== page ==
Sex Abuse Victims Blast Baptist Officials for “Misleading Comments” on Apology
Southern Baptists Still Unresponsive on Clergy Abuse, Self-Help Group Asserts
Misplaced Response Letter From Baptist Officials Was Just a Brush-Off
Last Month, Baptist Committee Took No Action on Group’s Child Protection Ideas
A self-help group for victims of clergy sex abuse has been urging Southern Baptists to do what Catholics and other faith groups have done by establishing an independent review board to hear molestation reports and by instituting a national zero-tolerance policy.
The Chicago-based self-help group called SNAP, the Survivors Network of those Abused by Priests and other Clergy (SNAPnetwork.org), delivered those requests to Southern Baptist officials last September. Baptist officials replied with a terse brush-off letter saying "continued discourse between us will not be positive or fruitful."
That brush-off letter was inadvertently set aside at SNAP’s Chicago office and not delivered to SNAP leaders.
"Though she bore no fault, SNAP-Baptist coordinator Christa Brown graciously apologized for the fact that SNAP’s Chicago office had misplaced the Baptist brush-off letter," explained SNAP president, Barbara Blaine. However, in stories written by the Nashville-based Baptist Press, that apology has been repeatedly mischaracterized. SNAP leaders are calling foul.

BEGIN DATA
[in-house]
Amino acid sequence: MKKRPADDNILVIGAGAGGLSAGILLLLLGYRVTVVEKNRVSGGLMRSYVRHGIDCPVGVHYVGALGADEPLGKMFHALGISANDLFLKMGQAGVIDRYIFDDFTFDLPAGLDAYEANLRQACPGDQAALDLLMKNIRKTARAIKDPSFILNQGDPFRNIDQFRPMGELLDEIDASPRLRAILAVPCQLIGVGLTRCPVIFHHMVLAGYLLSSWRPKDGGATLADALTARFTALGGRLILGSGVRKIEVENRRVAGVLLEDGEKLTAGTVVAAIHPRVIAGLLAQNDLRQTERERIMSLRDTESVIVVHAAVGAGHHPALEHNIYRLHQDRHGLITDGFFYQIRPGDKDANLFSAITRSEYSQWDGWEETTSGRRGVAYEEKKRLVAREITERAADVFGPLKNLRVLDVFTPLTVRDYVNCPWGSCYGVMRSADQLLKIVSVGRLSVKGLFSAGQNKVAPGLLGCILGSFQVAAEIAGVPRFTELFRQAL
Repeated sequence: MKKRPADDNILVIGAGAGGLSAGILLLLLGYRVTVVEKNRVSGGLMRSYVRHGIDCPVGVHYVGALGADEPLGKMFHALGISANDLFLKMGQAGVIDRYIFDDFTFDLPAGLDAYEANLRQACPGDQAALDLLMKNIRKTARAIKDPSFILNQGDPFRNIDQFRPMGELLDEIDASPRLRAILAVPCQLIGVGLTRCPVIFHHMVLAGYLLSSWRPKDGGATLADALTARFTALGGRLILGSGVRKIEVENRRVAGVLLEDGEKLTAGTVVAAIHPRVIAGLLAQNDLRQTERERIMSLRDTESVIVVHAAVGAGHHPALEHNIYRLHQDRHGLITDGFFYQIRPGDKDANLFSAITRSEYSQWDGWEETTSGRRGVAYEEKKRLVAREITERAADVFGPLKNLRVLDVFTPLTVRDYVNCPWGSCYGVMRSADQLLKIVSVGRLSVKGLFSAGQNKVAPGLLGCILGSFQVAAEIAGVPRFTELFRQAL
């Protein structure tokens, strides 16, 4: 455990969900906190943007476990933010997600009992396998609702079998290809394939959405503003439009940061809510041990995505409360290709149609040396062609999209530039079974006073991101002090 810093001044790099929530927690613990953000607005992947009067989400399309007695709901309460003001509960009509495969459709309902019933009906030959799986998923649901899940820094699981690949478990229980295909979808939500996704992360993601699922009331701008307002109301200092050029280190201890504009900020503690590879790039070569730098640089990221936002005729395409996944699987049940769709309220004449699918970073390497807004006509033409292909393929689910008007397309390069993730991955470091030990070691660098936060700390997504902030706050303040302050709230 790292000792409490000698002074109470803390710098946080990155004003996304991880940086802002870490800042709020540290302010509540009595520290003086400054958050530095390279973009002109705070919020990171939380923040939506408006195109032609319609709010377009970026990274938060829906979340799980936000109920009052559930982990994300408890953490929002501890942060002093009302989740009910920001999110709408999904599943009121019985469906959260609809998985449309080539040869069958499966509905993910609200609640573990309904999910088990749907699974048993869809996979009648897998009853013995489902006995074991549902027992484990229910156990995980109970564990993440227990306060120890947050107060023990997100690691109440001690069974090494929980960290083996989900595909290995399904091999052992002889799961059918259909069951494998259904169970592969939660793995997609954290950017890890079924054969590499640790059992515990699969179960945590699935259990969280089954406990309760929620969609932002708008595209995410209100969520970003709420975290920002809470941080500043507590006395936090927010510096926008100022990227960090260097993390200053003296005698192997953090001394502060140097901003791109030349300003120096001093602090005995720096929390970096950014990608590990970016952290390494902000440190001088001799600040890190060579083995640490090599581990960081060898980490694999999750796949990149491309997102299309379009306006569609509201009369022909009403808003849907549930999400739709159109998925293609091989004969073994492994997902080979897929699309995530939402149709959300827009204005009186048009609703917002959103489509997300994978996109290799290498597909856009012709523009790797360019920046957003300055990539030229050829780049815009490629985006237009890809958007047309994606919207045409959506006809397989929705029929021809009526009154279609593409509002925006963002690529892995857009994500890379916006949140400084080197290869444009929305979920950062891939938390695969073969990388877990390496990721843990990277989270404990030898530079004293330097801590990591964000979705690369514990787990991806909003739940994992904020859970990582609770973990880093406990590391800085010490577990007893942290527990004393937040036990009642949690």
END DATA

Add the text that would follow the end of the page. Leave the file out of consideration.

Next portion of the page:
"For Baptist officials to use their own Baptist Press to publicly twist that apology into a vindication of their do-nothing response was perverse," said David Clohessy, SNAP’s national director. "It’s the sort of self-serving tactics we’ve seen with many Catholic bishops, and it reveals men who are more focused on protecting appearances than on protecting kids."
"I’m deeply disappointed by their tone and tactics," said Brown, who maintains the StopBaptistPredators.org website. "If Baptist officials would instead use their powerful press arm to inform people in the pews about credibly reported clergy child molesters, Baptist kids could be made a whole lot safer."
SNAP leaders again presented their requests in Nashville last month, but Baptist officials again took no action on them.
"A few brochures and a public relations spin won’t do the job of making kids safer,” said Clohessy. “Southern Baptist officials are unresponsive to the serious problem of clergy sex abuse, and contrary to their recent misleading comments, SNAP stands by that claim."
Additional information with links to documents:
For more information:
David Clohessy (314-566-9790 cell, 314-645-5915)